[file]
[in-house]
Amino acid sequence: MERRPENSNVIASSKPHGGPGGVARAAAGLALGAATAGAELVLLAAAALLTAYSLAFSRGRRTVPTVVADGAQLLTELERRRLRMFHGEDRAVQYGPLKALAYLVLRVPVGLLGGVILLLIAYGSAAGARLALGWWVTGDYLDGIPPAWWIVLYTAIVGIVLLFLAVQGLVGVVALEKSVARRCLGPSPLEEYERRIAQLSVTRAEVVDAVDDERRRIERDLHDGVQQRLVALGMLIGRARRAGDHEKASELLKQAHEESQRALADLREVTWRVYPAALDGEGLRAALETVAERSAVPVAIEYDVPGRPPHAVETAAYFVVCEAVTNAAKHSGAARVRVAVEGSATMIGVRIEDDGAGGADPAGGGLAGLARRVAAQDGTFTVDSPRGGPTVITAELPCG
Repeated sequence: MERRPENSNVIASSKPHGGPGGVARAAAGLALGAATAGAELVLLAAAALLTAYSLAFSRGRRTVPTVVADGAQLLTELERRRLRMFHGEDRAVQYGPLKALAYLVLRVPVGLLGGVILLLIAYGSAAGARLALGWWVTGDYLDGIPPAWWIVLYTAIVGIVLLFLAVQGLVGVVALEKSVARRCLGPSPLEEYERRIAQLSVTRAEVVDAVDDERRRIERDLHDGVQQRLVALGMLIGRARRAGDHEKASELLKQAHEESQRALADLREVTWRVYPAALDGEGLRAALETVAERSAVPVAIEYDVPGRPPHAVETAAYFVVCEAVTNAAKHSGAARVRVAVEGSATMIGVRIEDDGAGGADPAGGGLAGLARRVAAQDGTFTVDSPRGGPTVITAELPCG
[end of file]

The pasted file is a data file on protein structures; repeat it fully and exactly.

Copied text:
[in-house]
Amino acid sequence: MERRPENSNVIASSKPHGGPGGVARAAAGLALGAATAGAELVLLAAAALLTAYSLAFSRGRRTVPTVVADGAQLLTELERRRLRMFHGEDRAVQYGPLKALAYLVLRVPVGLLGGVILLLIAYGSAAGARLALGWWVTGDYLDGIPPAWWIVLYTAIVGIVLLFLAVQGLVGVVALEKSVARRCLGPSPLEEYERRIAQLSVTRAEVVDAVDDERRRIERDLHDGVQQRLVALGMLIGRARRAGDHEKASELLKQAHEESQRALADLREVTWRVYPAALDGEGLRAALETVAERSAVPVAIEYDVPGRPPHAVETAAYFVVCEAVTNAAKHSGAARVRVAVEGSATMIGVRIEDDGAGGADPAGGGLAGLARRVAAQDGTFTVDSPRGGPTVITAELPCG
Repeated sequence: MERRPENSNVIASSKPHGGPGGVARAAAGLALGAATAGAELVLLAAAALLTAYSLAFSRGRRTVPTVVADGAQLLTELERRRLRMFHGEDRAVQYGPLKALAYLVLRVPVGLLGGVILLLIAYGSAAGARLALGWWVTGDYLDGIPPAWWIVLYTAIVGIVLLFLAVQGLVGVVALEKSVARRCLGPSPLEEYERRIAQLSVTRAEVVDAVDDERRRIERDLHDGVQQRLVALGMLIGRARRAGDHEKASELLKQAHEESQRALADLREVTWRVYPAALDGEGLRAALETVAERSAVPVAIEYDVPGRPPHAVETAAYFVVCEAVTNAAKHSGAARVRVAVEGSATMIGVRIEDDGAGGADPAGGGLAGLARRVAAQDGTFTVDSPRGGPTVITAELPCG